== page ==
A Prop 8 fighter is now taking bold swings at the Church of Jesus Christ of Latter-day Saints’ tax-exempt standing.
Rights Equal Rights founder Fred Karger began battling the LDS church in 2008 when the church poured money into a contentious California ballot initiative to ban same-sex marriage. He continued to poke around for eight years, and now he’s hoping to build a case proving tax violations that he can submit to the Internal Revenue Service.
The group produced a television commercial and purchased 60 cable spots for about $2,000 that will air in Utah throughout the week. The ad, which Karger played at a press conference Tuesday morning, features several ex-Mormons asking for help in uncovering the church’s alleged secrets. More specifically, the nonprofit is seeking evidence of tax fraud.
“We are conducting the biggest, loudest, most comprehensive challenge to a church’s tax-exempt status in history,” Karger said.
Tip-submitting information can be found at Mormontips.com. Karger is bracing for a deluge of documents that will demonstrate tax fraud. Expecting to work the case for the next two years, Karger says he currently has no evidence. That hasn’t tempered his expectations. “I’m thinking hundreds of boxes of documents,” he says.
Karger says a leaked 2015 memo spurred this campaign. That document painted same-sex Mormons as apostates, and ruled that their children would have to disavow their parents’ sexuality in order to become full-fledged members.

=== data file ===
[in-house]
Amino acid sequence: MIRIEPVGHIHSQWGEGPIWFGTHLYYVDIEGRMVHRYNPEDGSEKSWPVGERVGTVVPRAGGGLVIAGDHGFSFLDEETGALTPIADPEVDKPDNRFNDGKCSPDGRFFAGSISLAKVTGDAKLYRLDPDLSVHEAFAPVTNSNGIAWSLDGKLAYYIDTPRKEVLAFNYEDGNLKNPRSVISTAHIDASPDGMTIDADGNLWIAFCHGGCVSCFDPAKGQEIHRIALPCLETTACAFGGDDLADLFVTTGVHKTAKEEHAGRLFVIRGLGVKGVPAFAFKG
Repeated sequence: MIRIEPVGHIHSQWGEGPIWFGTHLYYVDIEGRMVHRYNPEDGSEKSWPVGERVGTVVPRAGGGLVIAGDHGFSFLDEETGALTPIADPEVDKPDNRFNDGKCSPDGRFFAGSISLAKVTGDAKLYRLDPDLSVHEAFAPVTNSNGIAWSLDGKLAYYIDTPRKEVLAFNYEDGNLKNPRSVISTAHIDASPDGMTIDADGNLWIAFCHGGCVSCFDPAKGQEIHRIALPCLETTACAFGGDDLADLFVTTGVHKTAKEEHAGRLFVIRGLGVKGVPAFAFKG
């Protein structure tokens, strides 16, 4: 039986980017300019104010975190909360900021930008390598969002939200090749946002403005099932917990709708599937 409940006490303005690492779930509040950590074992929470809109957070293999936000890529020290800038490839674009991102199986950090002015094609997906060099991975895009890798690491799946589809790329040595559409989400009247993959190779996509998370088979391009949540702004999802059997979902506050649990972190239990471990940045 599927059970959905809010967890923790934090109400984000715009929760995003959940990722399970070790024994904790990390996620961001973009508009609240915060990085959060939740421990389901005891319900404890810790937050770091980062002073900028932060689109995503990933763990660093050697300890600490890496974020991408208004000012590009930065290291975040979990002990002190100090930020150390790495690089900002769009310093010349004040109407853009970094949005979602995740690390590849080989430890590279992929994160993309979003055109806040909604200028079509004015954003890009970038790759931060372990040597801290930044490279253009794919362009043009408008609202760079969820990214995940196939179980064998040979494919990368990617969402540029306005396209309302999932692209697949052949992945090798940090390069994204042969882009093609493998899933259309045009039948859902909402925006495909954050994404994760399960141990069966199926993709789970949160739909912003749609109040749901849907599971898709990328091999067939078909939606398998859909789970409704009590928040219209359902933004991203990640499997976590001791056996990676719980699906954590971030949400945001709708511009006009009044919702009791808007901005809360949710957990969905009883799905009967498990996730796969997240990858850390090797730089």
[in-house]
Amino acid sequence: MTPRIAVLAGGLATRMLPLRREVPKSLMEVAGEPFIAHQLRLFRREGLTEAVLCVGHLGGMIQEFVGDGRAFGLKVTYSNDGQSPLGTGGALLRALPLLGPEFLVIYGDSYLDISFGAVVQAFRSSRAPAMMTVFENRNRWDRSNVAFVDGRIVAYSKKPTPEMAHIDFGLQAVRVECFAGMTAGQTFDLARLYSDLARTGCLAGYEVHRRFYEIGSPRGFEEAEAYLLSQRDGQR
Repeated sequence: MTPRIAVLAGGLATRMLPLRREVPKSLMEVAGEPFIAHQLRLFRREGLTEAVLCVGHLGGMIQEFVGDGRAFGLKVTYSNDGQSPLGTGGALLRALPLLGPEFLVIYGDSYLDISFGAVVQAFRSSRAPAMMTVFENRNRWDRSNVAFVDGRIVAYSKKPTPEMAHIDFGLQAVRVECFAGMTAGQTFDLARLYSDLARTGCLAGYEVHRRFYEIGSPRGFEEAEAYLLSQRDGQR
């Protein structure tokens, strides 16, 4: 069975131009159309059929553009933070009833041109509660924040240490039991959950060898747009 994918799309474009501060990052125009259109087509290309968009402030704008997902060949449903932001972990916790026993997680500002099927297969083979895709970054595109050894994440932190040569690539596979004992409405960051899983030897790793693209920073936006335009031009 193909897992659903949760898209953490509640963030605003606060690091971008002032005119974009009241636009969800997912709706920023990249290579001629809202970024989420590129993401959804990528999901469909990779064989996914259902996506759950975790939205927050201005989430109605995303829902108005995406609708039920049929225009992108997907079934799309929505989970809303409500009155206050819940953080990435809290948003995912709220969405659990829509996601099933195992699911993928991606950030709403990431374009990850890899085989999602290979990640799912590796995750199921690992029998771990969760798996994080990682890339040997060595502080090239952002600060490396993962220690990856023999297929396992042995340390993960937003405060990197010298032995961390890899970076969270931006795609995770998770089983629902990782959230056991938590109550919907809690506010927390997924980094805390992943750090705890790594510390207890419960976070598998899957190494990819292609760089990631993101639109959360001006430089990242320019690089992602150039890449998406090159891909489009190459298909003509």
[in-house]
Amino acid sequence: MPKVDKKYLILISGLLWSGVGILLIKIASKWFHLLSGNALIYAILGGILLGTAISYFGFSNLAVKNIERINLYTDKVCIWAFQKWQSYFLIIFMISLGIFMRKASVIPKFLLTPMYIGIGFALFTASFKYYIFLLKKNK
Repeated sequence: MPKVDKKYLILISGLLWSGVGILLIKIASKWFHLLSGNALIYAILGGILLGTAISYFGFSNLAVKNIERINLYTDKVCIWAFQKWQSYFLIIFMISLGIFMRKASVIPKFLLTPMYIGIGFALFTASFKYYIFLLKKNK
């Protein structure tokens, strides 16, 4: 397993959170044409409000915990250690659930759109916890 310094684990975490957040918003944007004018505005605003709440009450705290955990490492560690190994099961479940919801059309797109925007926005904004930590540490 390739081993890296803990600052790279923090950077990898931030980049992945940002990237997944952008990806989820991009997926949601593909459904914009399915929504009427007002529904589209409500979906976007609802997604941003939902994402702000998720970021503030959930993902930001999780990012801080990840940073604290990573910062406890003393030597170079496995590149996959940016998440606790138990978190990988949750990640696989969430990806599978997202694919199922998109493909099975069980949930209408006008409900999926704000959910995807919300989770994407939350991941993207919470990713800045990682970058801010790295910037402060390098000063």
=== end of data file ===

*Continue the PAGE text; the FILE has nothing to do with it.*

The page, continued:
Karger agrees that the fight is an uphill battle, but he points to a campaign-finance investigation that found the church guilty of 13 counts related to its involvement in Prop 8.
Given sufficient evidence, Karger says the IRS will be compelled to investigate.
“We’re going to be challenging their tax-exempt status on two fronts,” he says, which entail political contributions as well as church-owned properties.
This week already saw a leak of church documents.
A day preceding Karger’s announcement, MormonLeaks posted a batch of four LDS records, including a series of “living allowance” pay stubs belonging to a high-ranking LDS apostle from 2000. The documents indicate Henry B. Eyring earned more than $83,000 that year.
Those documents were never verified by the LDS church. Church spokesperson Eric Hawkins said in a statement that General Authorities sacrifice their careers for full-time church positions when acknowledging they receive a living allowance.
“The living allowance is uniform for all General Authorities,” he said. “None of the funds for this living allowance come from the tithing of Church members, but instead from proceeds of the Church’s financial investments.”